If You Only Knew(9)

By: Kristan Higgins

I sense my hard-won optimism is about to get a smackdown. The Angel of Death, also known as my mother, Lenore Tate, long-suffering widow and professional pessimist.

Best to take the call; otherwise, she’ll call the police to check on me.

“Hi, Mom,” I say, making sure I sound chipper.

“I’m just checking in. Honey, I’m so sad for you. Horrible that you have to move,” she says in her trademark tone—mournful with a dash of smug.

“I don’t have to, Mom. I chose to.”

“You sound so depressed. Well, who can blame you?”

My eye twitches. “I’m not depressed. I’m really happy. I’ll be closer to you, and Rachel, and—”

“Yes, but these aren’t exactly ideal circumstances, are they? It should’ve been you and Owen, not him and Ana-Sofia. Though she is quite beautiful. The baby, too. Did I tell you they had me over last week?”

“Yes. You’ve mentioned it nine times now.”

“Oh, you’re counting. Poor thing. I can only imagine how hard it was, delivering the baby who should’ve been yours...”

“Okay, I’m hanging up now.” She’s not exactly wrong, and she knows it. Such is her evil power.

“I’m coming over to help you unpack. Do you have pepper spray? The neighborhood is seedy.”

When I went to college, Mom moved across the state border to a posh little town in Connecticut and began viewing COH as akin to the slums of Calcutta. It’s irritating, but at least she doesn’t live too close by.

“Mom, the neighborhood is gorgeous,” I tell her, using my “calm the bride” voice.

“Well, it’s not what it was when your father was alive. If he hadn’t died, it still might be a nice place to live.”

This is one of those illogical and unarguable statements so common from Mother Dear. Westchester County is hardly a hotbed of crime and urban decay. Even if COH was hit by urban blight—which it hasn’t been—it’s not as if Dad, who was a dentist, would’ve single-handedly stepped in and saved the day.

“You should’ve moved to Connecticut, Jenny. Hedgefield would’ve been perfect for your little dress shop. I still don’t understand why you didn’t want to come here.”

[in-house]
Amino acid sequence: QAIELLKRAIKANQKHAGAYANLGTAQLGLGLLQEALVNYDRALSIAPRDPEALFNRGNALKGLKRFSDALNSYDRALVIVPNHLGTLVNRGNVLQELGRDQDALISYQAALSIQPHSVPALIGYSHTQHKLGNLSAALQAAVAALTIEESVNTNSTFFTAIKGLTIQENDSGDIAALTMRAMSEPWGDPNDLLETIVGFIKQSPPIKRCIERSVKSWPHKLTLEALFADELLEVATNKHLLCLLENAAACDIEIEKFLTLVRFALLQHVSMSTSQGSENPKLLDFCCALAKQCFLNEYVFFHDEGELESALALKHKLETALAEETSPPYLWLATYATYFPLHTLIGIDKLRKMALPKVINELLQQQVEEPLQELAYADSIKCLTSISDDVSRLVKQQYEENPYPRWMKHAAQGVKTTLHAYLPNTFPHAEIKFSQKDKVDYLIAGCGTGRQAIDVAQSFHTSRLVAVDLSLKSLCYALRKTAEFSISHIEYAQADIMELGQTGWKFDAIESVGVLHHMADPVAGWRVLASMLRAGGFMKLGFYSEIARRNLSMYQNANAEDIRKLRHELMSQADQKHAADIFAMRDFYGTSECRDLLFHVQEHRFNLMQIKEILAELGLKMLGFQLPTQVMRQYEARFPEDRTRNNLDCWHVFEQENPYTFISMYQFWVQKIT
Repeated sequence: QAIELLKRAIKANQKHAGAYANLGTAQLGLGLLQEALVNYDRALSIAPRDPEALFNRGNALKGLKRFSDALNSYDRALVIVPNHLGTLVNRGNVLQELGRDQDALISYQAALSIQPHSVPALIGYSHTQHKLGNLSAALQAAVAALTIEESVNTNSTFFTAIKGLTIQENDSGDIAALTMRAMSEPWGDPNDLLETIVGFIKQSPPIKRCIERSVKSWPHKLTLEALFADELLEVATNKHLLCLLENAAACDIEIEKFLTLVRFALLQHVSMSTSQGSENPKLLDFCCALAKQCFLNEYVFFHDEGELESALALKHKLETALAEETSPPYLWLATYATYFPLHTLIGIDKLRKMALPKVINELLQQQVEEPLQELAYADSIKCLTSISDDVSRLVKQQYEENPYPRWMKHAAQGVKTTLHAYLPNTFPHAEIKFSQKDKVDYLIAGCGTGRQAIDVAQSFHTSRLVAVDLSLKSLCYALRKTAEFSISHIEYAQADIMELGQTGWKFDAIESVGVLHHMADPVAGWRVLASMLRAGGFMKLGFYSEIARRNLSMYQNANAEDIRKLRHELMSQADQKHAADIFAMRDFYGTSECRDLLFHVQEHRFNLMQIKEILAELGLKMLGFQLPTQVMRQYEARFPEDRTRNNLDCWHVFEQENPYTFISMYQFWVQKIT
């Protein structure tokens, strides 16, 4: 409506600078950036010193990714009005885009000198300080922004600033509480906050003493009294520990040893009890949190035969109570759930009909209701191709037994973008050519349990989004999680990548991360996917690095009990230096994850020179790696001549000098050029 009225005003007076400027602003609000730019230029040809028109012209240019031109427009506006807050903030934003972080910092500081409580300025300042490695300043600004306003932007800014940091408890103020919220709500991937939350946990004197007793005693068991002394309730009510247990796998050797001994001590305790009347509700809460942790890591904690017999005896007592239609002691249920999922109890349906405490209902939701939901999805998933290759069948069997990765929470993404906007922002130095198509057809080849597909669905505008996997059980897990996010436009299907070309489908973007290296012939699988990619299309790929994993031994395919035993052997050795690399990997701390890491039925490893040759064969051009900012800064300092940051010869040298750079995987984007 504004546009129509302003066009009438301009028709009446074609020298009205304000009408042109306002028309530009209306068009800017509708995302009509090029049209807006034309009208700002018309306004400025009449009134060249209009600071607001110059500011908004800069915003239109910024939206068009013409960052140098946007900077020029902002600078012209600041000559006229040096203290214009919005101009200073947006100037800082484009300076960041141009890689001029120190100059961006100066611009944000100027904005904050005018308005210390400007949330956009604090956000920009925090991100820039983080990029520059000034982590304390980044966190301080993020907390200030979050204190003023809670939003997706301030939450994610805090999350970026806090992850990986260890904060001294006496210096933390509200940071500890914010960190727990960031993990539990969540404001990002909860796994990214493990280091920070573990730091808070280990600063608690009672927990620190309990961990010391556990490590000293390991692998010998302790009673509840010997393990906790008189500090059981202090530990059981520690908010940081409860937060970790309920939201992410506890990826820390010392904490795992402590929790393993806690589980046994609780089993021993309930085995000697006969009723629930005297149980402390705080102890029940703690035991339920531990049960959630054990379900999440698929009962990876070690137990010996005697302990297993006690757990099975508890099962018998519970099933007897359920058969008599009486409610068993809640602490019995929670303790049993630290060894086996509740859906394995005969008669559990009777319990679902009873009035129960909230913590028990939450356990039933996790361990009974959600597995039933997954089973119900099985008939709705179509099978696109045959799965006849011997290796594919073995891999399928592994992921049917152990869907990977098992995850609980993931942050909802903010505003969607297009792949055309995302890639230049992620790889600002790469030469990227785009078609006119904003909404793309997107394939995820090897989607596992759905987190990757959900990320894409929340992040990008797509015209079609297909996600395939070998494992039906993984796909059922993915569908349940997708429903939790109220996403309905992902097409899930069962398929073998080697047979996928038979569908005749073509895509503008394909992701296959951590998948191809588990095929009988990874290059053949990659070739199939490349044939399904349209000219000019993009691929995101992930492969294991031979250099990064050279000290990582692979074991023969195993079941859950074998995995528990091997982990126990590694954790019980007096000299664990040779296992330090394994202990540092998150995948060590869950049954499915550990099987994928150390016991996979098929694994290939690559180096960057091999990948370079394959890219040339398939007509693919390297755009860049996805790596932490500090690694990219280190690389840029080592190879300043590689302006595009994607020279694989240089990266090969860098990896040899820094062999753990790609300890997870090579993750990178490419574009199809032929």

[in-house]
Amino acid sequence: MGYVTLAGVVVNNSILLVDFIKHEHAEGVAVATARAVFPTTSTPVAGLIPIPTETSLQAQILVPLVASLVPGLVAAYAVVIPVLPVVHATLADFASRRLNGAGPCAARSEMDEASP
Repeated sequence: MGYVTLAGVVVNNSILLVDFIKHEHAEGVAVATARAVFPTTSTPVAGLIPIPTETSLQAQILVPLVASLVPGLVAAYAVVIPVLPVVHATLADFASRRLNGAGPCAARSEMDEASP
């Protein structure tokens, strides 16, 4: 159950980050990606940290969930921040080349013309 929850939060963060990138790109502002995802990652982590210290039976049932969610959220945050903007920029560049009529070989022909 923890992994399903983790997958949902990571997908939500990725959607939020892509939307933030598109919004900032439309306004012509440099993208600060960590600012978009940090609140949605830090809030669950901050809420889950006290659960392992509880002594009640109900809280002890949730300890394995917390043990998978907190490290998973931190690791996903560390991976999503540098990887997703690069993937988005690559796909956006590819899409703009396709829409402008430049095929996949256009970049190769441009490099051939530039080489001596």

Because you live there. “I have to go, Mom. Don’t come over. I’ll have you up over dinner later this week, okay?”

“I can’t eat dairy anymore. It gives me terrible diarrhea. Ana-Sofia made empanadas that were delicious. Maybe you could call her for the recipe, since you’re not the best cook.”

Cleansing breath, cleansing breath. “Anything else?”

“Well, don’t make duck. I’m morally opposed to duck. Do you know what they do to ducks at a duck farm? The cruelty! It’s barbaric. But I do love veal. Can you make veal? Or is that too hard for you?”

“I’ll make something delicious, Mom.” I won’t. I’ll buy something delicious.

“See you in a few hours, then.”

“No, no. Please don’t come. I won’t even be here. I have a bride coming in.” A lie, but it’s de rigueur when dodging a maternal visit.

“Fine. Maybe I’ll call Ana-Sofia. She asked for some advice on getting the baby to burp, so...”

“Okay, bye.” I stab the end button hard. My twitch has grown into a throb.

I’d like to say that Mom means well, but that wouldn’t really be true. When things are good, she looks not for the silver lining, but for the mercury toxicity. When things are bad, her eyes light up, she stands straighter and her life is filled with purpose. She views my move to COH as both my inevitable failure at marriage—she always hinted Owen was too good for me—and also a gauntlet I’ve thrown at her feet. If I do better after my divorce—personally and professionally—it might imply that she should, too.

Well, no point in crying over spilled milk. Spilled wine, yes. But I have a long day of unpacking in front of me, and I want to get started. Unfortunately, the moving truck is nowhere in sight. Luis said he knew the street, but they’re late just the same, even if they left just a second after I did.

Hopefully, this will be the last time I move—which is exactly what I said when I moved in with Owen. He was the fourth boyfriend I lived with, but I thought he had staying power. But seriously, this could be the last time, because my new place is flippin’ beautiful. The real estate lady said it’s possible that it’ll go up for sale next year; it was an impulse buy on the part of the owner, and my lease is only for one year—a hint, she said, that the owner might want to sell it.

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